From genocide claims to territorial contests, the ICJ’s docket shapes the contours of modern international law and some of the world’s most contentious international disputes.
Panelists included: Debevoise & Plimpton associate Rebecca Jenkin, who served as an ICJ clerk from 2006 to 2007 for Judge Kenneth Keith of New Zealand and Judge Leonid Skotnikov of Russia; Freshfields Bruckhaus Deringer associate Viren Mascarenhas, who clerked from 2005 to 2006 for then-President of the ICJ, Judge Rosalyn Higgins of England; and Freshfields Bruckhaus Deringer associate Ruth Teitelbaum, who clerked at the ICJ from 2006 to 2008, first in the registry and later for Judge Thomas Buergenthal LL.M. ’61 S.J.D. ’68 of the United States.
The panelists began by discussing some of the differences between the ICJ and U.S. federal courts. One key difference is that all 15 of the ICJ’s judges sit on every case, Jenkin said. “That really affects the dynamics of the court.”
As the principal judicial organ of the United Nations, “ the ICJ differs from domestic courts because, although people would like this to change sometimes, it’s ultimately a system of consensual jurisdiction to get before the ICJ,” Mascarenhas said.
In other words, the ICJ has jurisdiction in contentious issues that arise between states, but only when the states agree to submit to the ruling of the court. The ICJ also has advisory jurisdiction, under which the court gives non-binding opinions on questions of international law.
The panelists were asked to elaborate on some institutional challenges that are unique to the ICJ.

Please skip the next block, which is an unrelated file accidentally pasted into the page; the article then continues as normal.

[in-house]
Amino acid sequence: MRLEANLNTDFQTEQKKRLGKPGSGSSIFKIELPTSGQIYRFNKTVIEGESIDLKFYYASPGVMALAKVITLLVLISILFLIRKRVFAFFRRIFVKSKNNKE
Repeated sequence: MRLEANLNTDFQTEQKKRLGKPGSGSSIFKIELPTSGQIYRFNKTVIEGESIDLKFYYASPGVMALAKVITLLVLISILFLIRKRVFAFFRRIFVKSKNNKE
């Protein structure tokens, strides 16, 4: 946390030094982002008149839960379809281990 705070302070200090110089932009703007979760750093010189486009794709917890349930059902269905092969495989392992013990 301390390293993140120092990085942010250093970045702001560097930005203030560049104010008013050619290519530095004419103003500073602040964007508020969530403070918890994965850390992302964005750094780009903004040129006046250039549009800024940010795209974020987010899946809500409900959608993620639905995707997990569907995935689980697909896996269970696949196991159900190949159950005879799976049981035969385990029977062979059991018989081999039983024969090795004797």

“Some of the cases … involve massive atrocities, many of which are within public knowledge, many of which occurred years ago. The court really has to depend to a great extent on what the parties present to them,” Teitelbaum said.
“Generally, the court does a very good job of handling all different types of international questions, but when it comes to things based on armed conflict, based on allegations that a state has supported paramilitary activities, [fact-checking] is really a challenge.”
“Trying to decide anything in a community with 15 people is a challenge, let alone trying to draft a 100 or 200-page judgment, and then add onto that … the fact that people are coming to these things from totally different perspectives,” Jenkin said. “If you think that at law school, you have a spectrum of perspectives on things, remember that you’re all coming from the same legal tradition and speaking the same legal language. Once I got to the court, I was actually surprised … at the coherence of the final product.”
The panelists stressed that students who want to become international law scholars should follow each of the four to five cases that appear on the ICJ docket each year.
“There aren’t that many cases pending,” Teitelbaum said. “Even the boring cases really are the bread and butter of international law concepts.”
The discussion moved on to the clerkship application process and the panelists’ personal experiences at the court.
The scope of a clerk’s responsibilities varies, depending on the judge being served, they said. Jenkin would often spend two hours a day discussing court issues with New Zealand’s Judge Keith, whereas Mascarenhas would complete dense research memos for England’s Judge Higgins.
“She would find the one point in a 10-page memo that she thought was interesting or insightful, [which] would then be the scope of a five-minute conversation where she would say why I was wrong – it was good,” Mascarenhas said.
Teitelbaum enjoyed taking a different track and working with staff attorneys as the only American in the French-speaking registry office.
“You see a [different] side of the court,” she said. “You see every procedural matter that comes up and … participate in drafting committees.”
The panelists wrapped up with discussion of how the knowledge they gained at the ICJ has impacted their practice of international law in a law firm setting.
“I’ve applied that knowledge in my practice at Debevoise in ways… I’d have never predicted,” Jenkin said. “The ability to get a grounding in the basic principles of public international law [at the ICJ] is probably unparalleled.”